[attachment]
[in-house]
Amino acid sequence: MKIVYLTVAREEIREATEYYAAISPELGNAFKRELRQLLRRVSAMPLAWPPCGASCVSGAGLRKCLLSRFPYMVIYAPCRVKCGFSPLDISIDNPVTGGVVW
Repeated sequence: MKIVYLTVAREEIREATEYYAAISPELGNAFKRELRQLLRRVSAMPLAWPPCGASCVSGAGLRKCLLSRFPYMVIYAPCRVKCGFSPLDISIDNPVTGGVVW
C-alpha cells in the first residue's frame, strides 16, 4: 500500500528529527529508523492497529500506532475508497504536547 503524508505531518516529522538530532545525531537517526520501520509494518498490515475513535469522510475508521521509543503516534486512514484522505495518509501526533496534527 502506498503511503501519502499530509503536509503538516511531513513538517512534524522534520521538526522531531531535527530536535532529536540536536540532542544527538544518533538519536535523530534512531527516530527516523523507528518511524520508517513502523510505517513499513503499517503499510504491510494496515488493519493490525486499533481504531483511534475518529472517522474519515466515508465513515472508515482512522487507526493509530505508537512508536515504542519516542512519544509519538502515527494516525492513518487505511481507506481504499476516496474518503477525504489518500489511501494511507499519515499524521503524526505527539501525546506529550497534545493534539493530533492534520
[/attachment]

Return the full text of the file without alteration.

[in-house]
Amino acid sequence: MKIVYLTVAREEIREATEYYAAISPELGNAFKRELRQLLRRVSAMPLAWPPCGASCVSGAGLRKCLLSRFPYMVIYAPCRVKCGFSPLDISIDNPVTGGVVW
Repeated sequence: MKIVYLTVAREEIREATEYYAAISPELGNAFKRELRQLLRRVSAMPLAWPPCGASCVSGAGLRKCLLSRFPYMVIYAPCRVKCGFSPLDISIDNPVTGGVVW
C-alpha cells in the first residue's frame, strides 16, 4: 500500500528529527529508523492497529500506532475508497504536547 503524508505531518516529522538530532545525531537517526520501520509494518498490515475513535469522510475508521521509543503516534486512514484522505495518509501526533496534527 502506498503511503501519502499530509503536509503538516511531513513538517512534524522534520521538526522531531531535527530536535532529536540536536540532542544527538544518533538519536535523530534512531527516530527516523523507528518511524520508517513502523510505517513499513503499517503499510504491510494496515488493519493490525486499533481504531483511534475518529472517522474519515466515508465513515472508515482512522487507526493509530505508537512508536515504542519516542512519544509519538502515527494516525492513518487505511481507506481504499476516496474518503477525504489518500489511501494511507499519515499524521503524526505527539501525546506529550497534545493534539493530533492534520